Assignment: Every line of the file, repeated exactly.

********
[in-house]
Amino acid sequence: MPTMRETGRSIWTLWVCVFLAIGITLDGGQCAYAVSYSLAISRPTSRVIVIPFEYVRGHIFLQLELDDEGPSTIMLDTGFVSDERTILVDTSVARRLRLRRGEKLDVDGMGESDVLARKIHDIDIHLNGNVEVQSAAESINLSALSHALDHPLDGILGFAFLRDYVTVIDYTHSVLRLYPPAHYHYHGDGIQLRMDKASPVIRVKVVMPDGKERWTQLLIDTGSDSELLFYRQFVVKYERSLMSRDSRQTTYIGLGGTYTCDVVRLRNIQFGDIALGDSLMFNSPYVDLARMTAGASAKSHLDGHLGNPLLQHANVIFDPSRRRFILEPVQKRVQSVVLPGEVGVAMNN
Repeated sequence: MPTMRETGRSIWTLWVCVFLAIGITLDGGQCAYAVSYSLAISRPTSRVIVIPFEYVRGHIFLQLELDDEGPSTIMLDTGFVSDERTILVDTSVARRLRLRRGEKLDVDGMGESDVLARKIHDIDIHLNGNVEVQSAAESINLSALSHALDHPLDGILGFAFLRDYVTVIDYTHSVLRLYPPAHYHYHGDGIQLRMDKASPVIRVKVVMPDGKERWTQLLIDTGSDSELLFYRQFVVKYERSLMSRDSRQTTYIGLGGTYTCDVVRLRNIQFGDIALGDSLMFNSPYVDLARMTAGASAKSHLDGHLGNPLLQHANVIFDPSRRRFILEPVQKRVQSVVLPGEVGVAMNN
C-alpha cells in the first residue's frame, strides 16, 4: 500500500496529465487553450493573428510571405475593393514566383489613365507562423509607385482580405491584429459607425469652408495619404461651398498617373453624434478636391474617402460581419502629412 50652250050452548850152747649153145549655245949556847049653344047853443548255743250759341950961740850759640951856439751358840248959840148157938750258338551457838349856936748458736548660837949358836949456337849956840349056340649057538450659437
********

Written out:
[in-house]
Amino acid sequence: MPTMRETGRSIWTLWVCVFLAIGITLDGGQCAYAVSYSLAISRPTSRVIVIPFEYVRGHIFLQLELDDEGPSTIMLDTGFVSDERTILVDTSVARRLRLRRGEKLDVDGMGESDVLARKIHDIDIHLNGNVEVQSAAESINLSALSHALDHPLDGILGFAFLRDYVTVIDYTHSVLRLYPPAHYHYHGDGIQLRMDKASPVIRVKVVMPDGKERWTQLLIDTGSDSELLFYRQFVVKYERSLMSRDSRQTTYIGLGGTYTCDVVRLRNIQFGDIALGDSLMFNSPYVDLARMTAGASAKSHLDGHLGNPLLQHANVIFDPSRRRFILEPVQKRVQSVVLPGEVGVAMNN
Repeated sequence: MPTMRETGRSIWTLWVCVFLAIGITLDGGQCAYAVSYSLAISRPTSRVIVIPFEYVRGHIFLQLELDDEGPSTIMLDTGFVSDERTILVDTSVARRLRLRRGEKLDVDGMGESDVLARKIHDIDIHLNGNVEVQSAAESINLSALSHALDHPLDGILGFAFLRDYVTVIDYTHSVLRLYPPAHYHYHGDGIQLRMDKASPVIRVKVVMPDGKERWTQLLIDTGSDSELLFYRQFVVKYERSLMSRDSRQTTYIGLGGTYTCDVVRLRNIQFGDIALGDSLMFNSPYVDLARMTAGASAKSHLDGHLGNPLLQHANVIFDPSRRRFILEPVQKRVQSVVLPGEVGVAMNN
C-alpha cells in the first residue's frame, strides 16, 4: 500500500496529465487553450493573428510571405475593393514566383489613365507562423509607385482580405491584429459607425469652408495619404461651398498617373453624434478636391474617402460581419502629412 50652250050452548850152747649153145549655245949556847049653344047853443548255743250759341950961740850759640951856439751358840248959840148157938750258338551457838349856936748458736548660837949358836949456337849956840349056340649057538450659437